Cerulean Warblers and shade coffee

by JulieCraves on August 25, 2006

The Cerulean Warbler (Dendroica cerulea) is a bird in trouble. It breeds in the eastern U.S. and winters in South America, and populations have been on the slide in recent decades — faster than any other eastern warbler.  It is on the Audubon WatchList and is listed as vulnerable by BirdLife International.  Primary threats are loss of habitat both on the breeding grounds as well as their wintering areas in the tropics, where an estimated 64% of its habitat has vanished.  For more information on on the importance of coffee fincas to Cerulean Warblers and other migrants, read the excellent article from the National Wildlife Federation  called “The Case of the Disappearing Warbler.”

The American Bird Conservancy (ABC) is partnering with the American Birding Association to help coffee growers preserve critical wintering habitat around the new 500-acre Cerulean Warbler Bird Reserve in the Rio Chucurí basin of Santander, Colombia (click map to enlarge for range of the warbler and location of reserve).

The area, one of the last natural remnant forest fragments in the region, shelters high populations of wintering Cerulean Warblers. The reserve also contains three Critically Endangered bird species: the Gorgeted Wood-Quail, Colombian Mountain Grackle, and Chestnut-bellied Hummingbird, along with many other threatened and endemic birds. A new species of bird, a very colorful brush-finch (below) was recently discovered just outside the reserve, which emphasizes the importance of protecting the area from deforestation due to growing technified coffee.

I dug around for farms that were located in the Santander area. Beans from this region are usually marketed under the name Bucaramanga after the capital city of the department. Coffees from this area are said to be milder and fuller-bodied than other Colombians, and remind some people of Sumatran coffees.

The well-known finca Mesa de Los Santos is located here, which produces organic shade coffee certified by both SMBC and RA.  Paramito is another farm in the area, RA certified, that was the only farm from Santander to place in the 2006 Colombia Cup of Excellence competition.

Another conservation project in a coffee-growing area, the El Dorado Nature Reserve on the northwest slope of the Sierra Nevada de Santa Marta, was preserved by ABC, Conservation International, and Fundación ProAves. This summer, two critically endangered frogs were rediscovered there.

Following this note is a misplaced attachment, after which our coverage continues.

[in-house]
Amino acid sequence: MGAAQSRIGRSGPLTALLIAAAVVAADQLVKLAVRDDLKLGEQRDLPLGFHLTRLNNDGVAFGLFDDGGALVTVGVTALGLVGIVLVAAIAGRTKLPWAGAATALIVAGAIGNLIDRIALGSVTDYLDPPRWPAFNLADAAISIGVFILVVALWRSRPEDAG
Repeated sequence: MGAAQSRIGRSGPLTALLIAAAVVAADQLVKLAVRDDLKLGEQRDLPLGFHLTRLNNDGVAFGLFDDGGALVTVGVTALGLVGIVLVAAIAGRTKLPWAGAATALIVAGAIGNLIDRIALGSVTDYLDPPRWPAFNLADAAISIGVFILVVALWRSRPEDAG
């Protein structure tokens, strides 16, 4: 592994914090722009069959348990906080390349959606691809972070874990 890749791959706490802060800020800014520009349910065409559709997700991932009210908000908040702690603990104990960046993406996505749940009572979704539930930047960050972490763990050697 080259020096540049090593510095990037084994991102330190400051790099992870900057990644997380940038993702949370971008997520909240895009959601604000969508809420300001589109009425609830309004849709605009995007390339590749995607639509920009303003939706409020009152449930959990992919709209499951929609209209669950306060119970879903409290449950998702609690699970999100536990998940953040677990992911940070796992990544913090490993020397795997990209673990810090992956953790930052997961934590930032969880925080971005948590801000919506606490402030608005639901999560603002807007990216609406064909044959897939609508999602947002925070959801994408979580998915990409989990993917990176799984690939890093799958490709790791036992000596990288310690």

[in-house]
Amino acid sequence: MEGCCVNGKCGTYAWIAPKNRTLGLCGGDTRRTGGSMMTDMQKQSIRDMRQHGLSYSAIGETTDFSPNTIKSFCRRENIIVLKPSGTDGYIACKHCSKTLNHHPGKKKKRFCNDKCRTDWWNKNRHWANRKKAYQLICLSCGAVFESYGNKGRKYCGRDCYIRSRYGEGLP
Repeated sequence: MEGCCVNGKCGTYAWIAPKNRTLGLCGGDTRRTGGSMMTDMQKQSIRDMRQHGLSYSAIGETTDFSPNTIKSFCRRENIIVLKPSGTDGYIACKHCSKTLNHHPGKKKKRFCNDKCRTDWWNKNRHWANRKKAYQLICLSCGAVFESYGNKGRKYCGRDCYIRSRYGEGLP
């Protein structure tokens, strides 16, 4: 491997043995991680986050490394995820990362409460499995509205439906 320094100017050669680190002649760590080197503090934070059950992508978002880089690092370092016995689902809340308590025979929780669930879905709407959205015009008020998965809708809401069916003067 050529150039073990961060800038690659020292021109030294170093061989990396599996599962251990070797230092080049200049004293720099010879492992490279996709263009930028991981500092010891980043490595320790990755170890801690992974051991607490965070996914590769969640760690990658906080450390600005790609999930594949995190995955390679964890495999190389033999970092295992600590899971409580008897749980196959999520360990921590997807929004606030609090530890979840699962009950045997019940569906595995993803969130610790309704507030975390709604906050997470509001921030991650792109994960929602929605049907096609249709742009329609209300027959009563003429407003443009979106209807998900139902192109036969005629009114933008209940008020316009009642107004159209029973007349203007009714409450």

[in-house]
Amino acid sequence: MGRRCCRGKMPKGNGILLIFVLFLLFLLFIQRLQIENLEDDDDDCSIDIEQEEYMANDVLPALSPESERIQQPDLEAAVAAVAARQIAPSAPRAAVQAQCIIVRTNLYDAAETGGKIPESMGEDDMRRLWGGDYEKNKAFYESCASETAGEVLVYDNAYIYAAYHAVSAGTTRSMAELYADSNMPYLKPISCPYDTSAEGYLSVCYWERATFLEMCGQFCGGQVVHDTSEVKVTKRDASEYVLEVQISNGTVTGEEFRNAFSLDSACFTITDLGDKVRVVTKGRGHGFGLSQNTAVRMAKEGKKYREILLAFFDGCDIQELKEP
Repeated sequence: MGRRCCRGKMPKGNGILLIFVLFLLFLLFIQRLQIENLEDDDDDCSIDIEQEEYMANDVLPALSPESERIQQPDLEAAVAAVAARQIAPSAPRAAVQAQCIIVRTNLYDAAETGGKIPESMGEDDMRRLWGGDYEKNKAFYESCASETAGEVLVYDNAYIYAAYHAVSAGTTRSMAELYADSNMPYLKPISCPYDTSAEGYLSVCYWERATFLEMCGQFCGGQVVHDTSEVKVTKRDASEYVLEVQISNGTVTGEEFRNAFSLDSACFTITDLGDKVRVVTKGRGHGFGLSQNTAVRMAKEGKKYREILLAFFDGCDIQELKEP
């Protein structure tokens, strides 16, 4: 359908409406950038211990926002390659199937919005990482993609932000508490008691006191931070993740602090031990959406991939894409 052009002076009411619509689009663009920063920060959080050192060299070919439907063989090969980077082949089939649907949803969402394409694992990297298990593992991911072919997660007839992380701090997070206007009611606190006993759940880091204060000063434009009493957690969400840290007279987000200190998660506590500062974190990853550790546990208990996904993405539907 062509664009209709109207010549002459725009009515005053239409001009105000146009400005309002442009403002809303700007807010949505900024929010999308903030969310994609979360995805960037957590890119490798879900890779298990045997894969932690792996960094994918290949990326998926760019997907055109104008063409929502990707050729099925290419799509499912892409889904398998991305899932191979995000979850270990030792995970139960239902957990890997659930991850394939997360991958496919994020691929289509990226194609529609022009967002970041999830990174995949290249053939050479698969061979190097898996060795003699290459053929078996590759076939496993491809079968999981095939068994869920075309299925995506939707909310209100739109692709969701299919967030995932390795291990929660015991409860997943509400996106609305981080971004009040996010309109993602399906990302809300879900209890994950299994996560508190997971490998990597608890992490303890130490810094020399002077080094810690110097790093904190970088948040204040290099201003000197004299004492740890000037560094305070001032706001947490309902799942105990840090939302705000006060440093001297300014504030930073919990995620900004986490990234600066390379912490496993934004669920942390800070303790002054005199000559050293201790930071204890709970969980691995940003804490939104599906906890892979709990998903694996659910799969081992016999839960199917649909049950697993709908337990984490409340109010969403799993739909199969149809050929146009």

In a country where 60% to 70% of the coffee is technified “sun” coffee, it is important to support both the conservation of areas as reserves, and to look for coffee grown in small holdings that preserve biodiversity.   I will be on the lookout for farms that will be working with these two bird organizations on the habitat preservation project.

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Cerulean Warbler portrait on a notecard by John Sill, available at Acorn Designs.  Brush-Finch photo from Fundación ProAves. The American Bird Conservancy also offers very nice Cerulean Warbler postage stamps that support their work.  Sweet Maria’s has a nifty set of maps of Colombian coffee growing regions.

Revised on November 14, 2019

Posted in Birds and other biodiversity

nigel hughes April 28, 2008 at 1:12 pm

how did you get to have postage stamps done? i have been trying here and there for years, having painted all 50 species of curassows, guans and chachalacas (range: mexico to argentina)
best wishes
nigel hughes

BirdBarista April 28, 2008 at 2:17 pm

I didn't have anything to do with the warbler stamps. Zazzle.com has an arrangement with the U.S. Postal Service that allows people to design their own stamps. I have no idea if other countries have a similar program.

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